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Latinx Outreach Event Spawns Conversation About Community Engagement

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Written by Tori Forsheim on December 13, 2019

Faculty at the Colorado School of Public Health are adamant when it comes to best practices in working alongside with and in service to the community. “We need to ask what the health needs of the community actually are before embarking on any project,” says professor Evelinn Borrayo. “It’s easy to make assumptions about concerns that may not be the primary concerns for a community, or may not even exist.” 

This highlights the importance of collaborating with the communities that providers are trying to serve to co-develop and implement solutions to public health problems. Greeley, Colorado is a community that includes 40 percent Hispanic or Latinx residents, a large proportion of whom are migrant workers, non-English speakers, low-income, or unfamiliar with the American health care system. 

Greeley is also home to the Colorado School of Public Health at University of Northern Colorado (UNC). UNC as a whole is recognized by the Carnegie Foundation’s Classification for Community Engagement, reflecting an institutional emphasis on community involvement and benefit, as well as a commitment to immense and varied opportunities for students to apply what is learned in the classroom with community organizations and partners. The region’s Latino population is a particular focus as UNC strives to be recognized as a Hispanic Serving Institution (an institution where at least 25 percent of students identify as Hispanic). 

Recently, ColoradoSPH at UNC joined with the City of Greeley to bring together local Latinx organizations. The event was originally advertised as an opportunity for the Latinx community to learn more about health resources that cater to the region, but as the night wore on, the forum event evolved into a conversation between the local health organizations about how they might more effectively approach engagement with the local Latino community.

Representatives from Habitat for Humanity, the Weld County Health Department, City of Greeley Recreation, North Colorado Health Alliance, Planned Parenthood, Weld County Area Agency on Aging, Greeley-Evans Transit, and Greeley Farmers Market gathered around tables in Greeley’s Rodarte Community Center to listen to Borrayo speak about health disparities in Colorado. Borrayo, who is the Associate Director for Community Outreach and Engagement at the University of Colorado Cancer Center, and Associate Director of ColoradoSPH’s Latino Research and Policy Center, highlighted a list of public health issues that disproportionately affect the Latino population, including obesity, unintended pregnancy, cavities, seatbelt usage, tuberculosis and HIV infection. For residents of Greeley, colorectal cancer is also of particular concern.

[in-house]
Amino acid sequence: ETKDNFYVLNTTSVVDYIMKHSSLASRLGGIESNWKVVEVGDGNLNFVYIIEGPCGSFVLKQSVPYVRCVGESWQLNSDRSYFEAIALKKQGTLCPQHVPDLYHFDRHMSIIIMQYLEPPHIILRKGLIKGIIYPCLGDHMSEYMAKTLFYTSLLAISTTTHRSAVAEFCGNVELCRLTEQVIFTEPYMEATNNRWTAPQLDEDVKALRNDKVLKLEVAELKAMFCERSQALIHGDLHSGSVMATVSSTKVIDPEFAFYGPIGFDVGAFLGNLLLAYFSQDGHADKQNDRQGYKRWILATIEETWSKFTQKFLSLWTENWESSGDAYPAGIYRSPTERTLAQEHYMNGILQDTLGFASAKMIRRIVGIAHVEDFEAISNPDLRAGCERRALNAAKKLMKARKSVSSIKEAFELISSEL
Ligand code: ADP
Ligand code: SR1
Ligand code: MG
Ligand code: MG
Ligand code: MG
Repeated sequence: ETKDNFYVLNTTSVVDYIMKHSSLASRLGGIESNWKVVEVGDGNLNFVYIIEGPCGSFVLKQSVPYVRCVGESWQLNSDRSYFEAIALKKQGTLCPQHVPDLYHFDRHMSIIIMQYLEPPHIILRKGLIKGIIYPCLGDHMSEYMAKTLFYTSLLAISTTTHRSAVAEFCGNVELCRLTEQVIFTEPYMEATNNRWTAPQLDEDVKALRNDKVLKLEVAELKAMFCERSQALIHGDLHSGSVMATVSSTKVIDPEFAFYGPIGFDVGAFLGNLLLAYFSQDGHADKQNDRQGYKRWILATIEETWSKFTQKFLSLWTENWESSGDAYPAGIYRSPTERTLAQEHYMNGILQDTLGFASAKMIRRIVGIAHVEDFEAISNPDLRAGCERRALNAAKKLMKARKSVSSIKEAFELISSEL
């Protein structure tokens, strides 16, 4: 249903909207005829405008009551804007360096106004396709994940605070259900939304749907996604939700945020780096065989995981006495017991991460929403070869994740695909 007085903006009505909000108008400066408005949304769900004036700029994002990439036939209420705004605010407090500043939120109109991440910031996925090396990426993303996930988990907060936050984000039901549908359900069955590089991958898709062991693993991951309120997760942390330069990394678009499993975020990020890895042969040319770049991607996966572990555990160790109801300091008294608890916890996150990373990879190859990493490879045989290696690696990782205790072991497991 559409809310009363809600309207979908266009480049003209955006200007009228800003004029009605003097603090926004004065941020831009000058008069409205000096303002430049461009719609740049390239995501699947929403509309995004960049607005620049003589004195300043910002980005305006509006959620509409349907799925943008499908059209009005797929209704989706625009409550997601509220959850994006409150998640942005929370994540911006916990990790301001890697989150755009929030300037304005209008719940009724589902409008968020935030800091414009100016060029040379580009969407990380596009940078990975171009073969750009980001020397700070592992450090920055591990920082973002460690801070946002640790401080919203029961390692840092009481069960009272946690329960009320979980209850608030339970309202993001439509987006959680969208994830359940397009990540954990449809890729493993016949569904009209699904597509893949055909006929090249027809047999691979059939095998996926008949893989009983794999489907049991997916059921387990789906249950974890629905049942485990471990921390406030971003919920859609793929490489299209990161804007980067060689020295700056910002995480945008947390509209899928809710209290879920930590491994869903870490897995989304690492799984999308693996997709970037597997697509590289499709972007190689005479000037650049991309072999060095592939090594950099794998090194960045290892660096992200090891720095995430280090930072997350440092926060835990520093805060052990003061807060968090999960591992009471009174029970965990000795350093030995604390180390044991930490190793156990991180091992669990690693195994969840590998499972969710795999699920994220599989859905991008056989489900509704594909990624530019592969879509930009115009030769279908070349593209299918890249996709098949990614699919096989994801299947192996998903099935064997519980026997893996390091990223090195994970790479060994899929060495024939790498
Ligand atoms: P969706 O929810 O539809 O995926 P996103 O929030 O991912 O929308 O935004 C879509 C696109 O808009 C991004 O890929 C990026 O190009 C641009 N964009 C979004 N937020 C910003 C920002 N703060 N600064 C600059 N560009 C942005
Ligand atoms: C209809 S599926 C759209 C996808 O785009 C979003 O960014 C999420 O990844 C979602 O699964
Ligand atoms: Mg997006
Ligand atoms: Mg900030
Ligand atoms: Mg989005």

Following the panel, event organizer and ColoradoSPH at UNC alumnus Juan Gomez Mendiola, MPH ’14, posed the question that would drive the discussion for the rest of the night. “I work in the Latino community, and I see a huge need,” he said. “How are we going to get information to people?” 

The conversation that followed brainstormed gaps in the way organizations provide services to the area’s diverse communities and residents. Events that provide dinner and childcare are a start, but getting to a community center on a snowy night can create barriers, especially for those who have worked long shifts or might not have access to a car. Holding events where people already are, like factories where they work, parking lots of grocery stores, or in the elementary schools where parents pick their children up, could make conversations about resources more convenient while improving reach. 

Another theme of the night was the need for more collaboration and conversation between the organizations providing the services. Most of the organizations represented have tried to improve community engagement, but were often unaware of the techniques and venues that other organizations were successfully using. Bringing groups together in the same place allows the organizations to leverage each other’s strengths and audiences to spread their individual and collective messages.

ColoradoSPH Dean Jon Samet emphasized that the school should be seen as one of the partners that can help local organizations. The school has a body of researchers studying effective engagement strategies, in different communities and on a variety of health topics, that can inform local efforts. He suggested that organizations partner with the school for support in identifying what barriers to engagement can be addressed quickly or with small changes to set organizational priorities.

Throughout the conversation about approaches to reaching local communities, participants continually brought up concerns about how to build trust within these groups and not be seen as outsiders, sweeping in to make determinations about needs and solutions inconsistent with community values, and leaving again. Gomez Mendiola emphasized the importance of trust saying that many in the population were mistrustful of outsiders out of fear of deportation or legal harassment. While many in the room spoke about showing up regularly, partnering with community members, leveraging word of mouth within the community, and putting an effort in to learn from the community before attempting to give education, Borrayo had a different solution: “Let’s pass getting trust [from the entire community] for now,” she proposed. “That’s slow and takes time, but we can show up and provide resources anyway. The trust will come.”